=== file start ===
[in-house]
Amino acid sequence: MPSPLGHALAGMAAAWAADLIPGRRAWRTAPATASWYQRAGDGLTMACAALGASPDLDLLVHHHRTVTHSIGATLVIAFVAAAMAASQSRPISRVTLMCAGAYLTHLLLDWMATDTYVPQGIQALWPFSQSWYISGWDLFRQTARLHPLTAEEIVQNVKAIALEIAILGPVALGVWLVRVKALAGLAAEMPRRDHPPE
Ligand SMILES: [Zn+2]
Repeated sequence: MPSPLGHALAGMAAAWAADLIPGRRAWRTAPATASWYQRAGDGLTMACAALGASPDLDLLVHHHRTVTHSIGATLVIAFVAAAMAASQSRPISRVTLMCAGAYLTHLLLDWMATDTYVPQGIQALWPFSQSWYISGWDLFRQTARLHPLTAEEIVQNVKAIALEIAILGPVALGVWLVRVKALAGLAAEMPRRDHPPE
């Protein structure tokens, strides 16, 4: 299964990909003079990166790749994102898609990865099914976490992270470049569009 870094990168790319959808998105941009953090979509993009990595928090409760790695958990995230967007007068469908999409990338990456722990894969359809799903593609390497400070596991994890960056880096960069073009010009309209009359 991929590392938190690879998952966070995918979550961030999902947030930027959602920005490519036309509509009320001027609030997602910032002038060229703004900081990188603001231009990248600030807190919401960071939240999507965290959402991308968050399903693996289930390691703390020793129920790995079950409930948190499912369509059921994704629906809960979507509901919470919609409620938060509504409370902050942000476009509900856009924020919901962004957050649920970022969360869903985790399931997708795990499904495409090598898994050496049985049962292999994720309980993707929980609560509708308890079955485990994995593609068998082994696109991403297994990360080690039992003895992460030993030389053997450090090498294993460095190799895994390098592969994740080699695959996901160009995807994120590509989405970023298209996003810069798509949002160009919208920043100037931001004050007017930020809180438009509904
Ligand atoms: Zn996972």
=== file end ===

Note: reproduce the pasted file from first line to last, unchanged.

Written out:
[in-house]
Amino acid sequence: MPSPLGHALAGMAAAWAADLIPGRRAWRTAPATASWYQRAGDGLTMACAALGASPDLDLLVHHHRTVTHSIGATLVIAFVAAAMAASQSRPISRVTLMCAGAYLTHLLLDWMATDTYVPQGIQALWPFSQSWYISGWDLFRQTARLHPLTAEEIVQNVKAIALEIAILGPVALGVWLVRVKALAGLAAEMPRRDHPPE
Ligand SMILES: [Zn+2]
Repeated sequence: MPSPLGHALAGMAAAWAADLIPGRRAWRTAPATASWYQRAGDGLTMACAALGASPDLDLLVHHHRTVTHSIGATLVIAFVAAAMAASQSRPISRVTLMCAGAYLTHLLLDWMATDTYVPQGIQALWPFSQSWYISGWDLFRQTARLHPLTAEEIVQNVKAIALEIAILGPVALGVWLVRVKALAGLAAEMPRRDHPPE
């Protein structure tokens, strides 16, 4: 299964990909003079990166790749994102898609990865099914976490992270470049569009 870094990168790319959808998105941009953090979509993009990595928090409760790695958990995230967007007068469908999409990338990456722990894969359809799903593609390497400070596991994890960056880096960069073009010009309209009359 991929590392938190690879998952966070995918979550961030999902947030930027959602920005490519036309509509009320001027609030997602910032002038060229703004900081990188603001231009990248600030807190919401960071939240999507965290959402991308968050399903693996289930390691703390020793129920790995079950409930948190499912369509059921994704629906809960979507509901919470919609409620938060509504409370902050942000476009509900856009924020919901962004957050649920970022969360869903985790399931997708795990499904495409090598898994050496049985049962292999994720309980993707929980609560509708308890079955485990994995593609068998082994696109991403297994990360080690039992003895992460030993030389053997450090090498294993460095190799895994390098592969994740080699695959996901160009995807994120590509989405970023298209996003810069798509949002160009919208920043100037931001004050007017930020809180438009509904
Ligand atoms: Zn996972």